An editor and avid reader gives her frank thoughts about everything she reads. More reviews and book blather on fefferbooks.com!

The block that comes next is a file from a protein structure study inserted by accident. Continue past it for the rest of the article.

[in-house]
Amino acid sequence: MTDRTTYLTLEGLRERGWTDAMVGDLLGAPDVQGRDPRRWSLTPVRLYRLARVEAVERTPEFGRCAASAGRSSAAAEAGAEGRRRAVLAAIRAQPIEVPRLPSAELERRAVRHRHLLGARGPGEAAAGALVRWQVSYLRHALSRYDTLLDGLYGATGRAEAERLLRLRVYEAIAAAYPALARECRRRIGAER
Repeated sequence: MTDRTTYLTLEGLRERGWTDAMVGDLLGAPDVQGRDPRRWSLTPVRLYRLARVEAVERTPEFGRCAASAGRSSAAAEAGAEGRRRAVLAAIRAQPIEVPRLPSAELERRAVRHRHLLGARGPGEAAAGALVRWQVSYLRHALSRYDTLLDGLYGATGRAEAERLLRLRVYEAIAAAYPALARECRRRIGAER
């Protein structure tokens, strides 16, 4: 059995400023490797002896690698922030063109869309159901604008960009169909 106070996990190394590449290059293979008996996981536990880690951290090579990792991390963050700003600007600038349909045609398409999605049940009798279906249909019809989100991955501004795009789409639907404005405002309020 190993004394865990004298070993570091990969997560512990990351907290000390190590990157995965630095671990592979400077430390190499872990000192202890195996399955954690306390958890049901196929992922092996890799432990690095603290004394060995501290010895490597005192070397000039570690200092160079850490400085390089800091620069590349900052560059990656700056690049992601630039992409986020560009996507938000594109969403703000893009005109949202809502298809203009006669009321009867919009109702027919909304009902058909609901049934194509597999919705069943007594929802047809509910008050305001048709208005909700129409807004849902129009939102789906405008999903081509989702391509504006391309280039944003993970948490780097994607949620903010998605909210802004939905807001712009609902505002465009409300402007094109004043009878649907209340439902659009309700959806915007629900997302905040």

ARGH! I am really conflicted about this book. Up until the conclusion, I was really enjoying it, but I am struggling with its attempt at a sociological message. I love that Frankie is a smart, strong girl who speaks up for herself and has clearly defined interests. I was like that as a teenager, EXCEPT when it came to boys, and then I turned into a "whatever you want" girl. Looking back, I was miserable, and I wish I could go back now and teach my young self a thing or two. If I could make myself have read this book as a teenager and learned from it to, for gosh sakes, *be myself* around boys, I'd be really happy. And I would gladly pass this along to my daughter with the same hopes, EXCEPT: I Hate (with a capital H) when women take on the position that choosing to do traditionally "feminine" things, particularly having tried the alternative and finding that being "girly" is what one prefers, is somehow an invalid feminist choice. Wrong. Feminism simply means we insist upon the ability to make those choices, the same way men do, and it embraces them all. If a girl prefers to (paraphrasing here) "stay home and make crumbles instead of stand around with stupid boys drinking beer on a cold, dark golf course," well, can you blame her? And yet, an undercurrent of shame and derision for such choices runs throughout the book, equating them with lack of intelligence or, more subtly, courage or integrity. Shame on you, Ms. Lockhart. For shame.